For ‘Time Out New York’ magazine
Mika Rottenberg’s unsettling videos – eccentric characters manning absurdist assembly lines – have already earned the artist fans, thanks to standout pieces in group shows over the past year. For her first solo show in New York (one large-scale video installation and a selection of drawings), the young artist ups the ante on her signature format, drawing an unnerving analogy between dough and the human body.
The video is set in a claustrophobically small, distinctly low-tech dough-packaging factory, where decorative touches – bunches of flowers, piles of towels, spray bottles – also suggest a beauty salon. As it is massaged by women in tidy uniforms, the dough clearly stands in for flesh. But far from evoking the pampered form of a spa client, the dough assumes the shape of the workers¹ bodies: An obese woman at the head of the line kneads globs of the stuff, as voluminous as her own flesh, into a skinny rope that she then passes into the elongated hands of a tall, thin woman.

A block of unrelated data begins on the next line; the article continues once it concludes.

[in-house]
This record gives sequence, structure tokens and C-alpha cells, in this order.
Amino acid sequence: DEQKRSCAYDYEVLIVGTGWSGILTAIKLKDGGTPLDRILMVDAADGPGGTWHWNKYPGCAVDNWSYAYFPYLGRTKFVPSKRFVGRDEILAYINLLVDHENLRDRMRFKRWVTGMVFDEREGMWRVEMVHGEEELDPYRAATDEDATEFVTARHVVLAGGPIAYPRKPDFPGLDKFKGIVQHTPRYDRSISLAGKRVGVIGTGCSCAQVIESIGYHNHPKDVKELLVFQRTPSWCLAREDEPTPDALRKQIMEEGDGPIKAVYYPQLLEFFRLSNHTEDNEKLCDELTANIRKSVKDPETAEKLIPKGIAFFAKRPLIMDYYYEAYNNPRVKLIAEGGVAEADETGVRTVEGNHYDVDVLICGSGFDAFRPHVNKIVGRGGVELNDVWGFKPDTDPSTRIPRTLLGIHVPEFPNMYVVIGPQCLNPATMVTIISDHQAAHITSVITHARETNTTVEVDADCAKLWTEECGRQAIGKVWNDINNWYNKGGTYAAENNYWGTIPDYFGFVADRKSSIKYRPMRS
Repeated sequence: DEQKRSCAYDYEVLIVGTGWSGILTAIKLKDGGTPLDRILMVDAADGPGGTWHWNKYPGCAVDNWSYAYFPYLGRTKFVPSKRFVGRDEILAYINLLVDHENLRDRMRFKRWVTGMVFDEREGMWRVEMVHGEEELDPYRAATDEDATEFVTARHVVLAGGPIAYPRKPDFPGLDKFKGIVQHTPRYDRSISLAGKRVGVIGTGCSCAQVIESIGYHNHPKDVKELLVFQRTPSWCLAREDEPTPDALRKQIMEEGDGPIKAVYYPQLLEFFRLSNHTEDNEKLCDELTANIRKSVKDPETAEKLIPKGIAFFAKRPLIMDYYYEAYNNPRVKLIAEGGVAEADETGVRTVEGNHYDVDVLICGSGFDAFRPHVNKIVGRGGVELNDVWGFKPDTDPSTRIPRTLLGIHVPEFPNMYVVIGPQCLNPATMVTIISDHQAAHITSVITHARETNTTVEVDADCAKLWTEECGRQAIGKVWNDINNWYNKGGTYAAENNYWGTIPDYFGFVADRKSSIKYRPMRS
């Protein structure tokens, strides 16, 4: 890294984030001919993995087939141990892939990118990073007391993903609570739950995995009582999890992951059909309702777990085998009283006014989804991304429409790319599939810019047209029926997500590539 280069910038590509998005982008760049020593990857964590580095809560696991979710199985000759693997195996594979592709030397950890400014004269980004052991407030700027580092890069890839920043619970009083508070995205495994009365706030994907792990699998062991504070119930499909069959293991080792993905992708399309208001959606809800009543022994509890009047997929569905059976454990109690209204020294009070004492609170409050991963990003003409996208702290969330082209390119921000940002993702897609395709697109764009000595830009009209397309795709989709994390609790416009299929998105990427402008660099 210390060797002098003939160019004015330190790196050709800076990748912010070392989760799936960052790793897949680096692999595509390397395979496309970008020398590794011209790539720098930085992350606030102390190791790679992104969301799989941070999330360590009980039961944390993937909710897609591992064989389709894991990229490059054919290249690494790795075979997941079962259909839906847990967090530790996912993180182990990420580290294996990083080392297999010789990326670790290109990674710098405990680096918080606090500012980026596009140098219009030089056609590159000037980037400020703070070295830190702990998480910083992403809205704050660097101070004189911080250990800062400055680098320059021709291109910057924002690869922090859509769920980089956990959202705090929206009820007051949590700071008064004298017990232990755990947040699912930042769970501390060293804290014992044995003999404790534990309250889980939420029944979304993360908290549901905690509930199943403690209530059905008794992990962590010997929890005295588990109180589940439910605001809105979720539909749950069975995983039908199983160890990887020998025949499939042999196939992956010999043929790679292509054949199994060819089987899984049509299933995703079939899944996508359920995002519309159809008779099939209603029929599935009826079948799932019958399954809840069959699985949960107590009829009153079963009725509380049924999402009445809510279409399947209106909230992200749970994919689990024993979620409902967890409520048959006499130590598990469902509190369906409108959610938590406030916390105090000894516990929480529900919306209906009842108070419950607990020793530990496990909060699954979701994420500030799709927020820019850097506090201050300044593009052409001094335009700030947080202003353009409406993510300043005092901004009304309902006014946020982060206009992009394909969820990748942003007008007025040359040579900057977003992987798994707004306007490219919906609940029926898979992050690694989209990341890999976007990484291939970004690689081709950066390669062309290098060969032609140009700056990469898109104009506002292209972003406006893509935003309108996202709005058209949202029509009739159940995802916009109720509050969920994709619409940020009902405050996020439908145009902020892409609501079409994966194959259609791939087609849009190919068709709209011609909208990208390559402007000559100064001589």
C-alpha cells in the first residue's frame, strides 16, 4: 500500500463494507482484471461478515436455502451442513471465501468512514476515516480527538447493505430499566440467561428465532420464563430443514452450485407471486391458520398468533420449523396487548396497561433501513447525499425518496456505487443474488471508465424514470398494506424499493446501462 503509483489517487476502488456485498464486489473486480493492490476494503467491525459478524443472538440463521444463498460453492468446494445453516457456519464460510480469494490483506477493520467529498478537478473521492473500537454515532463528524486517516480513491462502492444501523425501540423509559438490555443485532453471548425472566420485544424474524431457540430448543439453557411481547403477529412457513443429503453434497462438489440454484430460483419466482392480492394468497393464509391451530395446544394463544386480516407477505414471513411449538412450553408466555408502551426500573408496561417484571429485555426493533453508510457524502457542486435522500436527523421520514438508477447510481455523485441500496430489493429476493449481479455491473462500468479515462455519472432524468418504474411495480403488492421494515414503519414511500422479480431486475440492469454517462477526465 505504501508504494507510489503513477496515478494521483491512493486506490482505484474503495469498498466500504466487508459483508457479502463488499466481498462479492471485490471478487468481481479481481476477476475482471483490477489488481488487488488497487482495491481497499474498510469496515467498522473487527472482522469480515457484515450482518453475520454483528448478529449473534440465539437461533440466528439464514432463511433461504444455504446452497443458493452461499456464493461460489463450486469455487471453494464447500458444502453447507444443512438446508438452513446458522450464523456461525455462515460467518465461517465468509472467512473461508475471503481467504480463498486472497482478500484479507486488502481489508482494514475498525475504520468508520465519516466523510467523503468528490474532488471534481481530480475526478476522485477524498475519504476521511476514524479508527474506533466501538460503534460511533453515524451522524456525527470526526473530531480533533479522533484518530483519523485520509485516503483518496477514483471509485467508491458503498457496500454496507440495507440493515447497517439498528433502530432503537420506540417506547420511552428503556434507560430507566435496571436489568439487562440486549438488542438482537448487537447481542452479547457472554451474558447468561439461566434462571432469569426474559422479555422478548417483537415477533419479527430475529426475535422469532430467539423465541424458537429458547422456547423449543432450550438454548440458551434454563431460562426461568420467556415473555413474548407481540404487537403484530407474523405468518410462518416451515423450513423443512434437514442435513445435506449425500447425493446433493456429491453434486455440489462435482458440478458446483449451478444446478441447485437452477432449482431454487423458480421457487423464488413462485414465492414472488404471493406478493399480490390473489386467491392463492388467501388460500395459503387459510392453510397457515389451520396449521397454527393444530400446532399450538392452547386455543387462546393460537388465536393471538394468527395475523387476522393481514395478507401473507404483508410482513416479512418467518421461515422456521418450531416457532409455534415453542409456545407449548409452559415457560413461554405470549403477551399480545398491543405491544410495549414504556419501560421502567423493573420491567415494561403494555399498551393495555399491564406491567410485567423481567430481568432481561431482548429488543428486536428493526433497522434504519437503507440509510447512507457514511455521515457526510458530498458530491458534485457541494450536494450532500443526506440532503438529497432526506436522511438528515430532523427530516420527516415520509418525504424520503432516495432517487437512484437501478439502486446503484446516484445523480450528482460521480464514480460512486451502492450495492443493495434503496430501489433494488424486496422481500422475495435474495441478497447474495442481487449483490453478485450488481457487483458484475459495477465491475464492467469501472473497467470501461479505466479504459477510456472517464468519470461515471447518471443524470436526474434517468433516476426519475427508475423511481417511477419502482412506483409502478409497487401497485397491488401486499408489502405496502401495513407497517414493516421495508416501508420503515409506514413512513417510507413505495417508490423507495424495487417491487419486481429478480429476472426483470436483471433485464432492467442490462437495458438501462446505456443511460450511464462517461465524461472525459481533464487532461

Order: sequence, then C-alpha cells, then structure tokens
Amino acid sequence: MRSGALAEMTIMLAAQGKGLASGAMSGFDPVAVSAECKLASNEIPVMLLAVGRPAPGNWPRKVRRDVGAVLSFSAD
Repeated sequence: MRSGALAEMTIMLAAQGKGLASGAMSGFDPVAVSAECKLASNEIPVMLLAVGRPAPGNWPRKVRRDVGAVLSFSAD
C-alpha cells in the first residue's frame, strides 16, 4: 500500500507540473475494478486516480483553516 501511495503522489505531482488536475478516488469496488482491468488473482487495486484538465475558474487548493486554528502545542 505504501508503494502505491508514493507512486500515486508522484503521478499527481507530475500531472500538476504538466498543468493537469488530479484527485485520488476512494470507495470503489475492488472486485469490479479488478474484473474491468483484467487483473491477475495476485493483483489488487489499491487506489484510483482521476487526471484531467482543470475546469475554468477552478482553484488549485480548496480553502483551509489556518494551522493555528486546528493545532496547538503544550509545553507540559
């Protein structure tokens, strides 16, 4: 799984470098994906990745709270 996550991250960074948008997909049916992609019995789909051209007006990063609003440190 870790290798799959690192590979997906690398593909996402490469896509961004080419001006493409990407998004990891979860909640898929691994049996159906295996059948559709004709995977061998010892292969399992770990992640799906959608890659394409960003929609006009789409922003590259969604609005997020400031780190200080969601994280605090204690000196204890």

Rottenberg renders grotesque both dough and flesh, baking and beautification. But fantastical moments lighten the pervasive sense of disgust. In one scenario, a woman sniffs flowers to which she is allergic, and her falling tears keep the rising mixture moist. But it is the abject subject matter of the artist’s drawings – which echo the video’s references to beauty parlor workstations, but also feature projectile vomiting, vats of yellow liquid and swarms of disembodied, snapping jaws – that laces this auspicious and entertaining solo debut with menace.